One guy acting strangely is a nut. A bunch of people doing the same thing is called a church. - Shawn Mahaney
CHIPMAKER Intel has launched its Xeon Phi accelerator card boasting over one TeraFLOPS of peak double-precision floating point computing power.
Intel's Xeon Phi, often seen as the descendant of Larrabee, has finally been launched with Intel revealing the specifications of two cards. The firm revealed that the Xeon Phi 5110P will launch on 28 January with 60 cores running at 1GHz supported by 8GB of GDDR5 memory and will offer 1 TeraFLOPS of peak double-precision floating point computational capability.
Intel might have entered the accelerator market years after Nvidia but the firm has put together an impressive product, at least on paper. While the firm's Xeon Phi 5110P card doesn't quite beat Nvidia's Tesla K20 series in terms of peak computing power, it has considerably higher peak memory bandwidth at 320GB/s and 30 percent more onboard memory, which is crucial when it comes to working with larger datasets.
While Nvidia has been pushing its OpenACC standard for parallel programming, something which Intel termed as simply targeting GPU computing rather than CPU and GPU computing in the case of Intel's Language Extension, Intel said it is committed to move towards the OpenMP 4.0 standard. The firm committed to produce a draft specification compliant compiler by January 2013.
Intel also announced that a cut-down Xeon Phi 3100 series card will make an appearance in the first half of 2013 in actively and passively cooled SKUs. The firm didn't give specific performance figures or board configurations, merely saying that peak double-precision floating point performance will be less than one TeraFLOPS, with the boards having 6GB of GDDR5 memory and bandwidth of 240GB/s.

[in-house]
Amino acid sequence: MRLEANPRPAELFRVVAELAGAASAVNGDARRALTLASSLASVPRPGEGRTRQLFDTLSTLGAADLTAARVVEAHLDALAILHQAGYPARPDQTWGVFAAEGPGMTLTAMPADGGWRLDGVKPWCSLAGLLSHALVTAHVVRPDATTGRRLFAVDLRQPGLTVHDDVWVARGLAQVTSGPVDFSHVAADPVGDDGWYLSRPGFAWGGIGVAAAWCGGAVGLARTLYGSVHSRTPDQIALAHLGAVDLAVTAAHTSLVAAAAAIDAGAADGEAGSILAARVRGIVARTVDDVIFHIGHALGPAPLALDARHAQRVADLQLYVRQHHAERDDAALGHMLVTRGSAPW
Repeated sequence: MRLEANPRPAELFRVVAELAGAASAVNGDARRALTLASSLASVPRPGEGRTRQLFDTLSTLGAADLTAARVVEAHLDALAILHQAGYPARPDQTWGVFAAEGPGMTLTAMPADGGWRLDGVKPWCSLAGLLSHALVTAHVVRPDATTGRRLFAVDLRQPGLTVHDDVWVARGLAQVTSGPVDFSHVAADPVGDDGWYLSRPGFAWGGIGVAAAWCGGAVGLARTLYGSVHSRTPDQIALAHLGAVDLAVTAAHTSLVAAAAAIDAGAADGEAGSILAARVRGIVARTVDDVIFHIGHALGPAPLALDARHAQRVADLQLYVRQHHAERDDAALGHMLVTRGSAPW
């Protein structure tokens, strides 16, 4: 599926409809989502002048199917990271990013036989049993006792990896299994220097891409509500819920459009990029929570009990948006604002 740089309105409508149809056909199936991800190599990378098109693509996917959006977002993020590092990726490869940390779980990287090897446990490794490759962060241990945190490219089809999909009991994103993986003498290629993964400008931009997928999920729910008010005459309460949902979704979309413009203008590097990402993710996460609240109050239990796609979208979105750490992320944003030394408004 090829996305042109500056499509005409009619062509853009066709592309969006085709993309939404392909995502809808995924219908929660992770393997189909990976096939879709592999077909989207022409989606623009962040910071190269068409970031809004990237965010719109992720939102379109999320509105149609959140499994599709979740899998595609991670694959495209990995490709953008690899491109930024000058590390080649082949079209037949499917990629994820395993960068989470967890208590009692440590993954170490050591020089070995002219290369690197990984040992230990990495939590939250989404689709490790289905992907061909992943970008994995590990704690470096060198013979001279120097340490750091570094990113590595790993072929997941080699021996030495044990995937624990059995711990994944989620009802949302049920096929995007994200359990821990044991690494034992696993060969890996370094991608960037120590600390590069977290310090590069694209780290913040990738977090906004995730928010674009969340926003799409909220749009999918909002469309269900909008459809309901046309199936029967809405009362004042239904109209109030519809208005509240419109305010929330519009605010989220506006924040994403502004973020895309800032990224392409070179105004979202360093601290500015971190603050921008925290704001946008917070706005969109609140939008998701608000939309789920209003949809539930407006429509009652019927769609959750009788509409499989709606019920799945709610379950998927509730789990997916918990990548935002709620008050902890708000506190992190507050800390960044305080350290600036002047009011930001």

Intel has gone down the route of trying to make the Xeon Phi parts easier to program than rival products from Nvidia. Unlike Nvidia, which has scored considerable success in the HPC market in a relatively short period of time, Intel has been forced to get into the accelerator market as a growing number of high-end clusters are relying on accelerators to provide most of their computing power.
Intel's Xeon Phi might not deliver high enough peak performance figures to oust Nvidia's Kepler based Tesla boards yet, but given that Intel's first product has its own selling points, such as higher onboard memory capacity and bandwidth, Nvidia can't afford to be complacent with its future GPGPU accelerator product generations. µ
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